Meridian, Miss., January 9, 1864.
General S. COOPER,
Adjutant and Inspector General:
GENERAL: Since assuming command of the department, information of an undoubted character has reached me, satisfying me that there is a large class of able-bodied men within the limits of this department who are not in the service. Some of these men are absentees without authority from their commands; others have been discharged on account of physical disability, but are now fit for service; others, again, liable to conscription, have never been really enlisted. Of these a large portion are residents, chiefly of a strip of counties bordering the department to the southwest and north-disputed territory; some of these counties within, and others adjoining, the enemy's lines; many of the actually inaccessible to our conscript officers, and all of them affording greater or less security to laggard and deserters. Hence, the Government loses the services of these men, and they cannot be availed of unless some mode of recruiting be adopted which will call forth this material.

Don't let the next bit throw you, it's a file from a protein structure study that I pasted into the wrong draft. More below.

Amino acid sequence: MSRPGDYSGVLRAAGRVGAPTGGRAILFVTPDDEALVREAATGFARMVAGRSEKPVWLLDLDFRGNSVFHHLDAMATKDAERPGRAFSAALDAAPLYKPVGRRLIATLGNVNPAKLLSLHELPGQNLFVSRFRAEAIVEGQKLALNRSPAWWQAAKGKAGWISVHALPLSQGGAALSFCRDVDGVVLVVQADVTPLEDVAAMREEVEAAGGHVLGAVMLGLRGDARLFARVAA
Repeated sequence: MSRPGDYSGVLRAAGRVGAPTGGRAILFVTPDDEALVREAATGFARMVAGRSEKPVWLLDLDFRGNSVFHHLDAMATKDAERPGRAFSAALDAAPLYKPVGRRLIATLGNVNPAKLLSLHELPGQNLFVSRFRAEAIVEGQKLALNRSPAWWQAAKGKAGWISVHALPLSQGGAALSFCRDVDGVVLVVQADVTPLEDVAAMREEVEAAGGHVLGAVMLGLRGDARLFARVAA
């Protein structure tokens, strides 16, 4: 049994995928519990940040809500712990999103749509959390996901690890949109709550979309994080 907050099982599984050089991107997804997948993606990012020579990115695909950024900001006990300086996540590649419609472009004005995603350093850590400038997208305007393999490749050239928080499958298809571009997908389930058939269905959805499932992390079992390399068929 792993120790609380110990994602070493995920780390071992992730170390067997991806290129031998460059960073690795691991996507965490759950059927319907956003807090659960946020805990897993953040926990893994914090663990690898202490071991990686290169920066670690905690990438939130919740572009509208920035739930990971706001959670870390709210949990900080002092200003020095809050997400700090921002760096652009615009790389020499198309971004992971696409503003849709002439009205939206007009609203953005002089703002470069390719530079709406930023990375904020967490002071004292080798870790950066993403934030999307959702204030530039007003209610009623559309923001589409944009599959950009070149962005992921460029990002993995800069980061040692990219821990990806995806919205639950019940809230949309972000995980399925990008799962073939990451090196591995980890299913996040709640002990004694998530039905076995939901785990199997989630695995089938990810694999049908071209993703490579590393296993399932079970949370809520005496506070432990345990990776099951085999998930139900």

I have received a number of applications from parties desiring to be permitted to raise commands of mounted men from these classes of men, confining their efforts to counties immediately on or near the border, and embracing only recruits beyond the reach of the conscription. Such a plan of increasing the strength of this army recommends itself to my judgment. None other, it occurs to me, promises success in the territory referred to. I beg to call the matter to the early and careful attention of the War Department, and to request, respectfully, if deemed consistent with the public interests that authority be vested in me to authorize the organization of troops from these materials upon such basis and under such limitations as may be considered most expedient.
Very respectfully, general, your most obedient servant,
Respectfully submitted to the Secretary of War.
H. L. CLAY,
JANUARY 26, 1864.
Inform the general that his recommendations for such authorities will receive favorable attention, but caution him that they must be strictly limited to within the enemy's lines, and where the conscript law cannot be enforce, and that the experience of the Department is not favorable to the good to be expected from such permits.*
J. A. S.,
*See Cooper to Polk, January 30, 1864.